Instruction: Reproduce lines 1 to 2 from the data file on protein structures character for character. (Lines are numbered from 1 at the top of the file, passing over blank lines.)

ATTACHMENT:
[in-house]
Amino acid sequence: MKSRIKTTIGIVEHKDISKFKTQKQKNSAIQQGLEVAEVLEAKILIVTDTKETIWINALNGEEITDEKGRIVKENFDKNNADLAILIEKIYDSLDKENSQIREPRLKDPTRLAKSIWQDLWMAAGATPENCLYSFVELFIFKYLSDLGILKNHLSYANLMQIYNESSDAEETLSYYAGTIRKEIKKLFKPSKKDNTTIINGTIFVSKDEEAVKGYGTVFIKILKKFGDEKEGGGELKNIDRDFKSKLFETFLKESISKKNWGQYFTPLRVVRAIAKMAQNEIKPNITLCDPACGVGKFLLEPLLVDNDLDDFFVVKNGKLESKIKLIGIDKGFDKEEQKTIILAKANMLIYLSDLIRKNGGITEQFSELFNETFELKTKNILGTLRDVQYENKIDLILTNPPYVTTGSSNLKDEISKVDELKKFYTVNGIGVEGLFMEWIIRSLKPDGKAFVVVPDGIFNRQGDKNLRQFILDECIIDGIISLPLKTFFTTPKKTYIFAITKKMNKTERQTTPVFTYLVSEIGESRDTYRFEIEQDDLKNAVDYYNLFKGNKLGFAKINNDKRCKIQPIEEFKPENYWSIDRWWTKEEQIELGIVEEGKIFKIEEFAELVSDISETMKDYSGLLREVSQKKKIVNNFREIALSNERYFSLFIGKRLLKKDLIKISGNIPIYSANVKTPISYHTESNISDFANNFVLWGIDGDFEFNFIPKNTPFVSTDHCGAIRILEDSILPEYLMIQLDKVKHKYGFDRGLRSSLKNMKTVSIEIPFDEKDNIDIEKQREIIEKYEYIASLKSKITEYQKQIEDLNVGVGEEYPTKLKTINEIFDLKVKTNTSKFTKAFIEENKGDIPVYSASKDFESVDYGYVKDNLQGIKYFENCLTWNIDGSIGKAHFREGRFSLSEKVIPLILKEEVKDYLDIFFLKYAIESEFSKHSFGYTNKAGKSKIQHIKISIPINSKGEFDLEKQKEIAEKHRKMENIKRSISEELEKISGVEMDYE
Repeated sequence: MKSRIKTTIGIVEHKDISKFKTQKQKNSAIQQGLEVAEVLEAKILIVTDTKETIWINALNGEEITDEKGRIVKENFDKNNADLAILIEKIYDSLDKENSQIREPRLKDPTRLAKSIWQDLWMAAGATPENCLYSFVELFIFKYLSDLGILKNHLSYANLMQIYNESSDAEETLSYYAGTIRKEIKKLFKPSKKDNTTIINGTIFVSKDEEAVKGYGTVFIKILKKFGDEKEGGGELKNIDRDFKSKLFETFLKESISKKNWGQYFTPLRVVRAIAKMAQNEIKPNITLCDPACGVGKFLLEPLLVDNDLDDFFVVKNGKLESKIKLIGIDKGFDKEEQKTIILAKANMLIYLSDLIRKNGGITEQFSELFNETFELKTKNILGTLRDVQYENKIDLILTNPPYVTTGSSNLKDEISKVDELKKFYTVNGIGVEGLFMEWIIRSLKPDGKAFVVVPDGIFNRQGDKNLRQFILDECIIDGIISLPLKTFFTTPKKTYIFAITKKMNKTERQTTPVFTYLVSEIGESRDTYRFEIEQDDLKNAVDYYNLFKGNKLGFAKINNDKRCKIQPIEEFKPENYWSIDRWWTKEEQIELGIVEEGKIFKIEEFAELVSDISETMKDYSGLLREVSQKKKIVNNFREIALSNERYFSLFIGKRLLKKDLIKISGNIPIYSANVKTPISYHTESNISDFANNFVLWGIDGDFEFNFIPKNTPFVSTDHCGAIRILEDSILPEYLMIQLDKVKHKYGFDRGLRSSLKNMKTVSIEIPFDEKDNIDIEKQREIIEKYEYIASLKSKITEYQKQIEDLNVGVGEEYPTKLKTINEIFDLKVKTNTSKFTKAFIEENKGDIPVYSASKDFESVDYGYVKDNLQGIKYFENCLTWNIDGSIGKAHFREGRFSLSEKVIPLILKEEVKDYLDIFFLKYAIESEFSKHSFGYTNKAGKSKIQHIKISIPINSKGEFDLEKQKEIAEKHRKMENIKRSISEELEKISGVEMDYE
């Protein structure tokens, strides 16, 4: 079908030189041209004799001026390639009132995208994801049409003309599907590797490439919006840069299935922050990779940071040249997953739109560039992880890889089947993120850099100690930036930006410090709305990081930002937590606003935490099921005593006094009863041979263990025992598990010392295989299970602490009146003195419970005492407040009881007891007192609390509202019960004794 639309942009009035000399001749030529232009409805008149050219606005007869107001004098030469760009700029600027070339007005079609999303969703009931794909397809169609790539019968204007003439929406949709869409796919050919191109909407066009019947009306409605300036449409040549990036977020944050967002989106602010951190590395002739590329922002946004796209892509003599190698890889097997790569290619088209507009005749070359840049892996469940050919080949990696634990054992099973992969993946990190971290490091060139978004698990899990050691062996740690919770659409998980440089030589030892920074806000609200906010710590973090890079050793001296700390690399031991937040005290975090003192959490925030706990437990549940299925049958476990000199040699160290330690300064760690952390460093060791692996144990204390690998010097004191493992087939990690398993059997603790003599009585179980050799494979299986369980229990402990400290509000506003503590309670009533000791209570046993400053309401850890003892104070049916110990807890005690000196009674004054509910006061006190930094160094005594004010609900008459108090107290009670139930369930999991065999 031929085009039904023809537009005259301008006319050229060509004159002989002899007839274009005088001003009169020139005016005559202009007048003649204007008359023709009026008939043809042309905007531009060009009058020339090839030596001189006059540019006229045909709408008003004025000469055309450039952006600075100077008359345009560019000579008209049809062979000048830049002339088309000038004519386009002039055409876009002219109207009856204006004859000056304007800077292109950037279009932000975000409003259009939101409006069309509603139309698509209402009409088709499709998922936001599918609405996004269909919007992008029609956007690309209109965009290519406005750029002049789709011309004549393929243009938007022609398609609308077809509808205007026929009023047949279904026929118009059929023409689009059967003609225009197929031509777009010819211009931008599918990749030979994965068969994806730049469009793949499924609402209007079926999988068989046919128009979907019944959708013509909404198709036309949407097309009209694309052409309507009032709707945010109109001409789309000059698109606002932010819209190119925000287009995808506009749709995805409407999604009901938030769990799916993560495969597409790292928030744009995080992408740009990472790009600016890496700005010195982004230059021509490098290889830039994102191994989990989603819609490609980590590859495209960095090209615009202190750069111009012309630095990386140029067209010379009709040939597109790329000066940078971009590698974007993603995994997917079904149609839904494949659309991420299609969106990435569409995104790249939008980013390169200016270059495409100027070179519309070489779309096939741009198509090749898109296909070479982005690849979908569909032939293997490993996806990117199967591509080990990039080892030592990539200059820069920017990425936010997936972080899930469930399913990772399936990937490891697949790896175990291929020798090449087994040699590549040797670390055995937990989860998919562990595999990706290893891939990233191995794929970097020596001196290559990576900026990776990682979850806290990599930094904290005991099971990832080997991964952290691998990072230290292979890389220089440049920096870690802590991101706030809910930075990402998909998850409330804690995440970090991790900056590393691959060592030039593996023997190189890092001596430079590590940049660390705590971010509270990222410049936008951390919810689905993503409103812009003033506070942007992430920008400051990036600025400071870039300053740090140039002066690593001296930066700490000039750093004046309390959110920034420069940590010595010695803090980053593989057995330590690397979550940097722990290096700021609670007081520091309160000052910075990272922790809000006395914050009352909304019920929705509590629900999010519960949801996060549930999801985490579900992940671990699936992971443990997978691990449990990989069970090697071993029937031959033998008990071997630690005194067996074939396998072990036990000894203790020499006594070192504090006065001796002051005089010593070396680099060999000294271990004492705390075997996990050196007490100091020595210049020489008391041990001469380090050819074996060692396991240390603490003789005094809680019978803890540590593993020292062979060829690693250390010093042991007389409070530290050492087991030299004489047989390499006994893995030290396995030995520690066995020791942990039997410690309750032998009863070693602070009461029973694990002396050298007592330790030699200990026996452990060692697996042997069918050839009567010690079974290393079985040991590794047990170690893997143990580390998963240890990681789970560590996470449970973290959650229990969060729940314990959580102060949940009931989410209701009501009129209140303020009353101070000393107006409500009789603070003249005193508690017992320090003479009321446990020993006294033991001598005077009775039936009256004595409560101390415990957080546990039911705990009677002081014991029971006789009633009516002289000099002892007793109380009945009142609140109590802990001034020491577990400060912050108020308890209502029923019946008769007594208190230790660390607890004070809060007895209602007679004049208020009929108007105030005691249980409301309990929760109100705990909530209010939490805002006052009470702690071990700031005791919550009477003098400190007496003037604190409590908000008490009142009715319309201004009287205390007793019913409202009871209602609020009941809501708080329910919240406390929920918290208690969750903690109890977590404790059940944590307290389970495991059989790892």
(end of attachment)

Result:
[in-house]
Amino acid sequence: MKSRIKTTIGIVEHKDISKFKTQKQKNSAIQQGLEVAEVLEAKILIVTDTKETIWINALNGEEITDEKGRIVKENFDKNNADLAILIEKIYDSLDKENSQIREPRLKDPTRLAKSIWQDLWMAAGATPENCLYSFVELFIFKYLSDLGILKNHLSYANLMQIYNESSDAEETLSYYAGTIRKEIKKLFKPSKKDNTTIINGTIFVSKDEEAVKGYGTVFIKILKKFGDEKEGGGELKNIDRDFKSKLFETFLKESISKKNWGQYFTPLRVVRAIAKMAQNEIKPNITLCDPACGVGKFLLEPLLVDNDLDDFFVVKNGKLESKIKLIGIDKGFDKEEQKTIILAKANMLIYLSDLIRKNGGITEQFSELFNETFELKTKNILGTLRDVQYENKIDLILTNPPYVTTGSSNLKDEISKVDELKKFYTVNGIGVEGLFMEWIIRSLKPDGKAFVVVPDGIFNRQGDKNLRQFILDECIIDGIISLPLKTFFTTPKKTYIFAITKKMNKTERQTTPVFTYLVSEIGESRDTYRFEIEQDDLKNAVDYYNLFKGNKLGFAKINNDKRCKIQPIEEFKPENYWSIDRWWTKEEQIELGIVEEGKIFKIEEFAELVSDISETMKDYSGLLREVSQKKKIVNNFREIALSNERYFSLFIGKRLLKKDLIKISGNIPIYSANVKTPISYHTESNISDFANNFVLWGIDGDFEFNFIPKNTPFVSTDHCGAIRILEDSILPEYLMIQLDKVKHKYGFDRGLRSSLKNMKTVSIEIPFDEKDNIDIEKQREIIEKYEYIASLKSKITEYQKQIEDLNVGVGEEYPTKLKTINEIFDLKVKTNTSKFTKAFIEENKGDIPVYSASKDFESVDYGYVKDNLQGIKYFENCLTWNIDGSIGKAHFREGRFSLSEKVIPLILKEEVKDYLDIFFLKYAIESEFSKHSFGYTNKAGKSKIQHIKISIPINSKGEFDLEKQKEIAEKHRKMENIKRSISEELEKISGVEMDYE